Introduction. Although several conceptual frameworks for female sexual dysfunction (FSD) have been advanced, there still is considerable disagreement over what constitutes a normal vs. abnormal response. Sexual dysfunction is a disturbance in sexual functioning involving one or multiple phases of the sexual response cycle or pain associated with sexual activity, while a sexual disorder includes both dysfunction and marked distress.
Aim. Review the literature regarding the epidemiology and neurobiology of FSD.
Methods. Review of the literature.
Results. While a wide range of epidemiologic studies has been published, it is still difficult to determine the scope of FSD and sexual disorders in the general population. It is becoming clear that good sexual health is associated with good physical and mental health as well as compatible relationships with one's sexual partner. Central nervous system (CNS) control of the sexual response is a relatively new area of scientific exploration.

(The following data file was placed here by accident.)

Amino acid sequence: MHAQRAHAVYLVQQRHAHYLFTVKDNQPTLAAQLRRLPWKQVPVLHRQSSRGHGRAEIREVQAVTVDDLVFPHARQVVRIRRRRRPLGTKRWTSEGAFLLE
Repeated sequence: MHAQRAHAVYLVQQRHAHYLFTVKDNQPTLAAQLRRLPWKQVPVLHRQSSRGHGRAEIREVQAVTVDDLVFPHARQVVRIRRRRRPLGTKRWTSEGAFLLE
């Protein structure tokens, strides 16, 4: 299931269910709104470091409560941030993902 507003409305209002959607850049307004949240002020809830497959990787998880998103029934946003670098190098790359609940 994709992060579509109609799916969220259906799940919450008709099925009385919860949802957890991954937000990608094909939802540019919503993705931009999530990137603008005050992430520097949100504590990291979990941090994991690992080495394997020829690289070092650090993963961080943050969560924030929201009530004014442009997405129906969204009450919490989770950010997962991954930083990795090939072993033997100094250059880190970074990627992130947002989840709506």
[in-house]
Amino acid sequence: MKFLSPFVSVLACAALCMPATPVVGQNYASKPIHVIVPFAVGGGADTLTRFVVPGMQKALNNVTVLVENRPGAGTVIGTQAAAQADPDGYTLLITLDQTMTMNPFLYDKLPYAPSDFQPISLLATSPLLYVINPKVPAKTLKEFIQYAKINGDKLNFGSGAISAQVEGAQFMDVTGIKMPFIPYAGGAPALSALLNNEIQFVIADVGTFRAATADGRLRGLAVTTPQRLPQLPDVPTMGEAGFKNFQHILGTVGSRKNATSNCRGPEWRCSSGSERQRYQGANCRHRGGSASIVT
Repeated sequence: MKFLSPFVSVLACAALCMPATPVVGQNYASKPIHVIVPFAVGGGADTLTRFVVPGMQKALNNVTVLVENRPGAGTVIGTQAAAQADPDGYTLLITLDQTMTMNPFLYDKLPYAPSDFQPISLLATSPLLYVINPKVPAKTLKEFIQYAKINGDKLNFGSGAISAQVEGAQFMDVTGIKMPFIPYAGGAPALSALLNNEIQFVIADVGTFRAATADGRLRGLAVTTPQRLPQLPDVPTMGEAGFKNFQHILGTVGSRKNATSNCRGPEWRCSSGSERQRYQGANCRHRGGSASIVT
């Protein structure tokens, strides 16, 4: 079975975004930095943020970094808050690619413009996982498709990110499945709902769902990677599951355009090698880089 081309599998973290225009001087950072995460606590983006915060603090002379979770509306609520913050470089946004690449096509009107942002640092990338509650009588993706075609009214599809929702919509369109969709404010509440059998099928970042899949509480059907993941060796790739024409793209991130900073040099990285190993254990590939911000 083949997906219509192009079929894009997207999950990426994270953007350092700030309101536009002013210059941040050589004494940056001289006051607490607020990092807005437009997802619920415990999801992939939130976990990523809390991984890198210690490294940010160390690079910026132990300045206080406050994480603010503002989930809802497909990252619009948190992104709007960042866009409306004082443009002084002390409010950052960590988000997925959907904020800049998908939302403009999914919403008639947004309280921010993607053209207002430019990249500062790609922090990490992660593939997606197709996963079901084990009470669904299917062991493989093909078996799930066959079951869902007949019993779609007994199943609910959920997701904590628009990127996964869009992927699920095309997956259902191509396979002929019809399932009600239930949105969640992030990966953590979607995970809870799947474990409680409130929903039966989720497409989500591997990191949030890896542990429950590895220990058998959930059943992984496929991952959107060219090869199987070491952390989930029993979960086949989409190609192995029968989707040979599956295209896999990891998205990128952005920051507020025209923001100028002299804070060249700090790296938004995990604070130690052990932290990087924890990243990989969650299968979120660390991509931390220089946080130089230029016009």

Conclusions. We are improving our understanding of the contributions of the CNS neuroendocrine and neurotransmitter systems that modulate sexual behavior. Clayton AH. Epidemiology and neurobiology of female sexual dysfunction. J Sex Med 2007;4(suppl 4):260–268.